How to Rebuild a Concrete Block Retaining Wall

Posted by in Home Improvement Tips, on January 22, 2018

https://www.youtube.com/watch?v=57HG5r5bqWs

Watch the full episode: https://edit.thisoldhouse.com/watch/ask-toh-tankless-heater-retaining-wall Ask This Old House mason Mark McCullough rebuilds a retaining wall that was stacked with the wrong material. Click here to SUBSCRIBE to the official This Old House YouTube channel: http://www.youtube.com/subscription_center?add_user=thisoldhouse Time: 2-3 days Cost: $4000 Skill Level: Moderate Tools List for Rebuilding a Concrete Block Retaining Wall:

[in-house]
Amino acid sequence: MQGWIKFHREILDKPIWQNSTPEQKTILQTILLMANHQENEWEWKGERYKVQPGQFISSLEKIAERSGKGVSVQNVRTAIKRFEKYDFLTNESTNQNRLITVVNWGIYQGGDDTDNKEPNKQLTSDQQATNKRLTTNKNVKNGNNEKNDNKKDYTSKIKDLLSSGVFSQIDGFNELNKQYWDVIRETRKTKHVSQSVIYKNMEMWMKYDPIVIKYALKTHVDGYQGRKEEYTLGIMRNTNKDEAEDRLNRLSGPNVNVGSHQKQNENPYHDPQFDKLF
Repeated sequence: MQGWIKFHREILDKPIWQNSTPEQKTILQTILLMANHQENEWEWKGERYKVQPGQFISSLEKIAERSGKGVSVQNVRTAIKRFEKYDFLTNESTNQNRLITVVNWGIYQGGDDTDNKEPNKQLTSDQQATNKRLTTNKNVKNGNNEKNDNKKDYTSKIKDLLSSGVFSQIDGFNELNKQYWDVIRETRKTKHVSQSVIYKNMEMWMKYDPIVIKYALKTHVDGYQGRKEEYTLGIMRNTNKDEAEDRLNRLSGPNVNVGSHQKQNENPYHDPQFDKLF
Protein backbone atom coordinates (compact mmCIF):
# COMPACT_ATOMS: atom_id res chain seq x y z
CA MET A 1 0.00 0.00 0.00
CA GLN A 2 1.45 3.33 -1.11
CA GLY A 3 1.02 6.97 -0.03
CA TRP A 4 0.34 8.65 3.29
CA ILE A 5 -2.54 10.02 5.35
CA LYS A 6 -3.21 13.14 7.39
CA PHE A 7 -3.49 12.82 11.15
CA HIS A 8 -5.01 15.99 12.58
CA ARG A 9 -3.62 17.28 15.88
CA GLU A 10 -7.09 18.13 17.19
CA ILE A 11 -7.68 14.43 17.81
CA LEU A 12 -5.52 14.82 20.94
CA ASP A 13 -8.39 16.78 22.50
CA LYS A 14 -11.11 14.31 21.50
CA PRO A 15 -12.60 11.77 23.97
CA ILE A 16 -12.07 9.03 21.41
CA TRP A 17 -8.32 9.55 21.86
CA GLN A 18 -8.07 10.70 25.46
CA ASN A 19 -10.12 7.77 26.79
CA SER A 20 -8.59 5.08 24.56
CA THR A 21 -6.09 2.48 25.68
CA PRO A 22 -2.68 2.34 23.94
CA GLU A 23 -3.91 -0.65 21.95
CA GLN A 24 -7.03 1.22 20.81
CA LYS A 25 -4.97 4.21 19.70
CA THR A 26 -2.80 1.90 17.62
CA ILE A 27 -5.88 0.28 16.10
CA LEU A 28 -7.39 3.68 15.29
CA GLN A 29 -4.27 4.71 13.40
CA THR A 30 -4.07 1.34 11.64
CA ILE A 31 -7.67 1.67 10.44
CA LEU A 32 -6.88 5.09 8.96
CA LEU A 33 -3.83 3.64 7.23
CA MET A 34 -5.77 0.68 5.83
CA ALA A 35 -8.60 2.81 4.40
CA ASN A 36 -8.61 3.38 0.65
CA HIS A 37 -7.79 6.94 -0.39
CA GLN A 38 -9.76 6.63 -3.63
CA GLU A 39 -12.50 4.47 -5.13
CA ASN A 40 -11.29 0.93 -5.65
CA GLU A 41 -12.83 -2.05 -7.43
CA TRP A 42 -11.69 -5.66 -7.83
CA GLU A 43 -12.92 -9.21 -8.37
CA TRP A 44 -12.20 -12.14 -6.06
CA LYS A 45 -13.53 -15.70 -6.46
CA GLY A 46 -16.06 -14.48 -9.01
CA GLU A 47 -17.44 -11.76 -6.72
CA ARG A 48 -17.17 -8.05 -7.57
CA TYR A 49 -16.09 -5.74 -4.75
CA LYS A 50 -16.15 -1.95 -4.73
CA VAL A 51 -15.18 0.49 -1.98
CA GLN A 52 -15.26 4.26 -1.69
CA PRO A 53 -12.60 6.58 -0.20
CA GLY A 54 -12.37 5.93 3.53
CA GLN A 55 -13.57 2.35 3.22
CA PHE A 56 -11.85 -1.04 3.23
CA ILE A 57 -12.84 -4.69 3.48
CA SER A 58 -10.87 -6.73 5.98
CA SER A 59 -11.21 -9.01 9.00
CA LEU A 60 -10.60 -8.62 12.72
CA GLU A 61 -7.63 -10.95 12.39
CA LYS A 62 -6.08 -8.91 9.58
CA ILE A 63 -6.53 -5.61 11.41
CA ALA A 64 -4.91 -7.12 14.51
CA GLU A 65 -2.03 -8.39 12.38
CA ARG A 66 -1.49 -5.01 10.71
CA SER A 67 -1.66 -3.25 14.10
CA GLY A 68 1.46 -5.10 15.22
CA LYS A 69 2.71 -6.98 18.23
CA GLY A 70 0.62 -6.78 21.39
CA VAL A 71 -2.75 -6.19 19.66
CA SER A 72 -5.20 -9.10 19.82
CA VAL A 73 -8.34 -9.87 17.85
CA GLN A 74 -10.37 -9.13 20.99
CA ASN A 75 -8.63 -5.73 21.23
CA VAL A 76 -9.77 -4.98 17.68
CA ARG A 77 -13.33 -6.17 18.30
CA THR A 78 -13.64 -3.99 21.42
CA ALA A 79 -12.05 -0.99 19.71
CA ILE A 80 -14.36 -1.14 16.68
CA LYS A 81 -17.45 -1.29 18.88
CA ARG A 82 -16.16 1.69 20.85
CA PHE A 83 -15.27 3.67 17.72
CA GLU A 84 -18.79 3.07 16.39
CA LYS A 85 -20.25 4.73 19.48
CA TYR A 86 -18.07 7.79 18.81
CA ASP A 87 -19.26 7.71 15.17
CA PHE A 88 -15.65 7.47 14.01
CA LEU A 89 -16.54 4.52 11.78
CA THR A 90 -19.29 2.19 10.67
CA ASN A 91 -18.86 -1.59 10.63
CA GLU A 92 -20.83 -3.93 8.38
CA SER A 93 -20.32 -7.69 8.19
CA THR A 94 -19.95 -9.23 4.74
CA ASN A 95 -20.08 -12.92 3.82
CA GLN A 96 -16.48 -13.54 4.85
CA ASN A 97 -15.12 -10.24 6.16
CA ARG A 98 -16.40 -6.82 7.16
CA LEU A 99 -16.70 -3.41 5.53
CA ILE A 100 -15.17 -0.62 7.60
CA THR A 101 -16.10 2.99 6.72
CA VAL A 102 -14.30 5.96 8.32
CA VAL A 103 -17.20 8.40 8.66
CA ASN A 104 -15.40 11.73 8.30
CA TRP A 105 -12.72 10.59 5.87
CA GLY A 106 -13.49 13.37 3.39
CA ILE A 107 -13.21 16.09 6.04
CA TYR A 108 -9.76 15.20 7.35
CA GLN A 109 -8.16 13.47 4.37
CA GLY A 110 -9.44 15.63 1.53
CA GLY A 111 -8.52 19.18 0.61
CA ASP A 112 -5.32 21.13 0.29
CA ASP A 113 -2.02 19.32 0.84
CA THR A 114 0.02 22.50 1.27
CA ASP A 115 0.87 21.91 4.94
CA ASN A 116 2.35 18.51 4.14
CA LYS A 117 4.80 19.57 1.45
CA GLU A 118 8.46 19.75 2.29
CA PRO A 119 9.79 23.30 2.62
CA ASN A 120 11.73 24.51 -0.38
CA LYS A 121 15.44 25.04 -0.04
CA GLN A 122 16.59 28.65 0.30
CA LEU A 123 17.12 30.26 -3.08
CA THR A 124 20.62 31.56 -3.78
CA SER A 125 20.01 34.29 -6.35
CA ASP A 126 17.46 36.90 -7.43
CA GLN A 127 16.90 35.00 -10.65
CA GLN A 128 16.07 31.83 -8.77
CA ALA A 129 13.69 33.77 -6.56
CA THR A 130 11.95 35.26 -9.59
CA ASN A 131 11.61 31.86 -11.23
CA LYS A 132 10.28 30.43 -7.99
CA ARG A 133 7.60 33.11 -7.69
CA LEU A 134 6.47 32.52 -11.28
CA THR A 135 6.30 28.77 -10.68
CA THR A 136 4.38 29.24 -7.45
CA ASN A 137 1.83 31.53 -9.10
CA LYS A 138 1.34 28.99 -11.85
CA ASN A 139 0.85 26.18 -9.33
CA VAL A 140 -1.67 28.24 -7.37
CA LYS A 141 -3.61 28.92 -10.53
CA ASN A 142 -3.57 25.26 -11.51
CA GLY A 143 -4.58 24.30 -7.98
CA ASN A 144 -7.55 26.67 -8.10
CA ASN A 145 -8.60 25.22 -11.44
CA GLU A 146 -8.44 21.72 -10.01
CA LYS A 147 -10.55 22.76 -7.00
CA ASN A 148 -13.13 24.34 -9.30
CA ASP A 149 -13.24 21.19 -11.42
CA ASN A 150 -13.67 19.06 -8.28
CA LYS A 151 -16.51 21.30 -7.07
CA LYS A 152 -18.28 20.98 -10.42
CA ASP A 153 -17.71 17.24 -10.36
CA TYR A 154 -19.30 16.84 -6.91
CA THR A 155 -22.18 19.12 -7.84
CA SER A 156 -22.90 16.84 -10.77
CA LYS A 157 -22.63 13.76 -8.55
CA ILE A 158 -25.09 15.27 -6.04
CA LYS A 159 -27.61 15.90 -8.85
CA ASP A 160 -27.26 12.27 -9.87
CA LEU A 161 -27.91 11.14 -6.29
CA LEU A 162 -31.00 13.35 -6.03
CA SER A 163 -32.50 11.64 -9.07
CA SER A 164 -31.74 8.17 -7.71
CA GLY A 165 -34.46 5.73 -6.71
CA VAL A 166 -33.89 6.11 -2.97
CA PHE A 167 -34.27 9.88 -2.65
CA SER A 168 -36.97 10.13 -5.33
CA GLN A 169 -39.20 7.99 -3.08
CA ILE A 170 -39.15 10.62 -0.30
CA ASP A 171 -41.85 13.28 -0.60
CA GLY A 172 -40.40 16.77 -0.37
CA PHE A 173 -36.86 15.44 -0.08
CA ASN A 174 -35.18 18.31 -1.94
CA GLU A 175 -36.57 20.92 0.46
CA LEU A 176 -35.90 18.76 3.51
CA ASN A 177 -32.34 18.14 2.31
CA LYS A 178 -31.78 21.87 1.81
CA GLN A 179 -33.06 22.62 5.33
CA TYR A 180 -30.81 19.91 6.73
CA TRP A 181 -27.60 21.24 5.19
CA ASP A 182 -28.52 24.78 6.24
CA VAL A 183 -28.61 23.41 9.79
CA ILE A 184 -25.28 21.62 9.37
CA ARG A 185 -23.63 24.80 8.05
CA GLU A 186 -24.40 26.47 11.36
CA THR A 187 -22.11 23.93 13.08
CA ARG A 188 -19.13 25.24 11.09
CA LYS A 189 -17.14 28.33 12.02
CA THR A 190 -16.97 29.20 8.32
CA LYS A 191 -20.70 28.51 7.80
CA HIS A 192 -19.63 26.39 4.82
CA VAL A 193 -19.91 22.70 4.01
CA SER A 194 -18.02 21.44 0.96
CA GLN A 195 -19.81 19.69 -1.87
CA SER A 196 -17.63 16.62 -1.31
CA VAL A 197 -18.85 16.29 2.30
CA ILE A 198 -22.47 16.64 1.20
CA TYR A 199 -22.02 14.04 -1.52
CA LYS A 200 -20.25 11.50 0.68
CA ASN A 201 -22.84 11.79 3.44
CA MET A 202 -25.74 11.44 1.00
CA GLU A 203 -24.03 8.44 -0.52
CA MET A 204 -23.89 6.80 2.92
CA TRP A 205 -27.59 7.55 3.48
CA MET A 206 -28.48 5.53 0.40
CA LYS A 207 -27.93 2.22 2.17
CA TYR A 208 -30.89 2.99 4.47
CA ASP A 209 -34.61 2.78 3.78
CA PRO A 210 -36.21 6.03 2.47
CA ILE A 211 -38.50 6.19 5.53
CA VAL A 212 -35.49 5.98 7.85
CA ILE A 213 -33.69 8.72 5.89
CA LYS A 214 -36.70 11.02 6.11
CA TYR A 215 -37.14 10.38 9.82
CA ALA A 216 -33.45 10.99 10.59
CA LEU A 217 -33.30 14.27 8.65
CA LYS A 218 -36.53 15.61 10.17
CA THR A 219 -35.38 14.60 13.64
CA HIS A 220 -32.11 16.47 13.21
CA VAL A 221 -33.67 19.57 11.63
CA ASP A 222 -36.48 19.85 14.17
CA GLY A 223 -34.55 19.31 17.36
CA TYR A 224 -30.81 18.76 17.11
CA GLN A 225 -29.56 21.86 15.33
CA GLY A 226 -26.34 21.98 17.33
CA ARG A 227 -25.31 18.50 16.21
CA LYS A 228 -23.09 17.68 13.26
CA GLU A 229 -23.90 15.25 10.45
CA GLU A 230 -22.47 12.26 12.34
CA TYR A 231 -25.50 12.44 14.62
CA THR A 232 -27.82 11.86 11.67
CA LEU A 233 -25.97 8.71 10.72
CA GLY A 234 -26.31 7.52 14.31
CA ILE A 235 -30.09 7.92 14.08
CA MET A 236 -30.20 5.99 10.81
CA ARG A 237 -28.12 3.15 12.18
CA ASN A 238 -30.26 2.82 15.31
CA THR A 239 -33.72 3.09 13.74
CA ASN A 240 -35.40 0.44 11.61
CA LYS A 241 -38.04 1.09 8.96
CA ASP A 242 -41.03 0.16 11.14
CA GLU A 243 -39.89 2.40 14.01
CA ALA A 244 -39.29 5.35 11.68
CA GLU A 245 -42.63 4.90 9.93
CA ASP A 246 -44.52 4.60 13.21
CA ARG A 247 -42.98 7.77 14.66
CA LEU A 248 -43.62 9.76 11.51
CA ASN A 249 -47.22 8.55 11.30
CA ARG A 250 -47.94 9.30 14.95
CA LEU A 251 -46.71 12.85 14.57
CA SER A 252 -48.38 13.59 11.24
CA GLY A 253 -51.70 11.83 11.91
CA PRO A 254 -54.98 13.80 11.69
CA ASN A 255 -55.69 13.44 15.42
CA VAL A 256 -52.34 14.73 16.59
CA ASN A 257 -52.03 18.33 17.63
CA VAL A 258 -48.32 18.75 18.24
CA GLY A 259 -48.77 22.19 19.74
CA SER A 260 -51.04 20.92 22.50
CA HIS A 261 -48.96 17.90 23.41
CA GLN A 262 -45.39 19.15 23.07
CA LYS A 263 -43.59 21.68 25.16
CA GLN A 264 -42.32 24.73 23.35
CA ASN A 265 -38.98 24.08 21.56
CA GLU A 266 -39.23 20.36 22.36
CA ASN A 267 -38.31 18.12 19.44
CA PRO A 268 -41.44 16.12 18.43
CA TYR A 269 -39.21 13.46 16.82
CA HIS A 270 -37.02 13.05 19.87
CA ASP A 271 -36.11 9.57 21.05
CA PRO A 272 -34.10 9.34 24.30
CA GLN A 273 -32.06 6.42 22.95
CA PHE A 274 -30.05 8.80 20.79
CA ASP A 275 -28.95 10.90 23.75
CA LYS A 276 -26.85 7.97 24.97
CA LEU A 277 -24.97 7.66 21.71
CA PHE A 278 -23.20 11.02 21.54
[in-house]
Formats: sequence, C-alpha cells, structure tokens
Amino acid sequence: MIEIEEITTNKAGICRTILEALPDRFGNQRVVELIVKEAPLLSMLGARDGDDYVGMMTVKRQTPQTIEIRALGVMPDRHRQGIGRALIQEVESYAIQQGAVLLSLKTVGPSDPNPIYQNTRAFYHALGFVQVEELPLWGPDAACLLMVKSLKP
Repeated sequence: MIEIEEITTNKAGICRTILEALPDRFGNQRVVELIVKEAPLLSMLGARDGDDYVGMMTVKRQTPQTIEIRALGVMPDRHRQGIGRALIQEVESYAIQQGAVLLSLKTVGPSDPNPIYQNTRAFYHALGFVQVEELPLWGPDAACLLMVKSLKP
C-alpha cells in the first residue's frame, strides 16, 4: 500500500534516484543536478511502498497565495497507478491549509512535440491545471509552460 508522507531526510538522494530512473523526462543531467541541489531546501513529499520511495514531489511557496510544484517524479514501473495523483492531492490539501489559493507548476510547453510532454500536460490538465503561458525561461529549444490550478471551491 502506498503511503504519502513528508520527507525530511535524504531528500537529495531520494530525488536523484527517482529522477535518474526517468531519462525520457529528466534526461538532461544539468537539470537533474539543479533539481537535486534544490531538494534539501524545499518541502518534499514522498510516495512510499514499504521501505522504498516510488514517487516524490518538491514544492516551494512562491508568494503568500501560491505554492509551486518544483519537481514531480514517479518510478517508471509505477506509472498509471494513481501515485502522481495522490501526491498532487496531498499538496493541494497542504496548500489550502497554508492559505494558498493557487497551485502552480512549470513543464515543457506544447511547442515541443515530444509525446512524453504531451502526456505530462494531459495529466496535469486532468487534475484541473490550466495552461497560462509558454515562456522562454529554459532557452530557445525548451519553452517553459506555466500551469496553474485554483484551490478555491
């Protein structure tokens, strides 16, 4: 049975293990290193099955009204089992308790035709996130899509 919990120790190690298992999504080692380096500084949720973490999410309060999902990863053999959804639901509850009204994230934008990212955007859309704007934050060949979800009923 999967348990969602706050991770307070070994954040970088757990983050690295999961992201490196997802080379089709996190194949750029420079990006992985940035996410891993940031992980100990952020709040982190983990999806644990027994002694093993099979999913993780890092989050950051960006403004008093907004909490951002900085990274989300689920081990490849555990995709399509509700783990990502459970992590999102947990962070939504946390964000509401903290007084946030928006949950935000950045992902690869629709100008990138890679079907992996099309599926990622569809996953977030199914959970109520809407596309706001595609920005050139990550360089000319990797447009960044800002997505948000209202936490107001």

Shovels
Wheelbarrow Tamper
Rubber mallet
Level
Wet saw Shopping List:
Tarp
Gravel
Concrete blocks
Channel connectors
Fabric liner
Perforated plastic pipe
Construction adhesive Steps:
1. Remove any plants lining the retaining wall with a shovel. Dig deep to give the plants a strong root ball.
2. Transfer plants temporarily to a tarp for safekeeping.
3. Remove the pieces of the old wall.
4. Dig a few inches back and deep along the location of the old wall.
5. Lay a thick base of gravel along the trench. Pack it down tight with a tamper.
6. Lay the first course of blocks about halfway deep in the trench. Lay one block every six feet or so along the length of the wall, level those to one another, and then fill in the rest of the wall. Use the rubber mallet to secure the blocks in place.
7. Lay a fabric liner along the back and base of the wall.
8. Backfill behind the first course with more gravel.
9. Lay the next course of blocks. Line up the channels using the channel connectors. Be sure to not overlap face joints.